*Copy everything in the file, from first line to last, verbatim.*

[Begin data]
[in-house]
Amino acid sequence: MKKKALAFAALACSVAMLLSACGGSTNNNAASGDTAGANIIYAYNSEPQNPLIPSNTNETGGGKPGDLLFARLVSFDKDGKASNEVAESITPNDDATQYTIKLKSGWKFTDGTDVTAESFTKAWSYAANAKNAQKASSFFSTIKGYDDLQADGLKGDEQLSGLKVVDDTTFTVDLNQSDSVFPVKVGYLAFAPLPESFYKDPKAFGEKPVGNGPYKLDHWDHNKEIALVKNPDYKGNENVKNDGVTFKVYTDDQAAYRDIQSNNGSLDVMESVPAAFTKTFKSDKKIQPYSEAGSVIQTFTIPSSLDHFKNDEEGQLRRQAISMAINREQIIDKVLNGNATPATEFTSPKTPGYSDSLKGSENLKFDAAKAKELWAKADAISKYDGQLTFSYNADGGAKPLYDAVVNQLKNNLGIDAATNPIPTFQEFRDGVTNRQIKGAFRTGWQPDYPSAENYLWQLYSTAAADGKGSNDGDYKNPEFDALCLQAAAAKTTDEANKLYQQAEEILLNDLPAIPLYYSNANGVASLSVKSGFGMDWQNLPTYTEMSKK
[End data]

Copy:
[in-house]
Amino acid sequence: MKKKALAFAALACSVAMLLSACGGSTNNNAASGDTAGANIIYAYNSEPQNPLIPSNTNETGGGKPGDLLFARLVSFDKDGKASNEVAESITPNDDATQYTIKLKSGWKFTDGTDVTAESFTKAWSYAANAKNAQKASSFFSTIKGYDDLQADGLKGDEQLSGLKVVDDTTFTVDLNQSDSVFPVKVGYLAFAPLPESFYKDPKAFGEKPVGNGPYKLDHWDHNKEIALVKNPDYKGNENVKNDGVTFKVYTDDQAAYRDIQSNNGSLDVMESVPAAFTKTFKSDKKIQPYSEAGSVIQTFTIPSSLDHFKNDEEGQLRRQAISMAINREQIIDKVLNGNATPATEFTSPKTPGYSDSLKGSENLKFDAAKAKELWAKADAISKYDGQLTFSYNADGGAKPLYDAVVNQLKNNLGIDAATNPIPTFQEFRDGVTNRQIKGAFRTGWQPDYPSAENYLWQLYSTAAADGKGSNDGDYKNPEFDALCLQAAAAKTTDEANKLYQQAEEILLNDLPAIPLYYSNANGVASLSVKSGFGMDWQNLPTYTEMSKK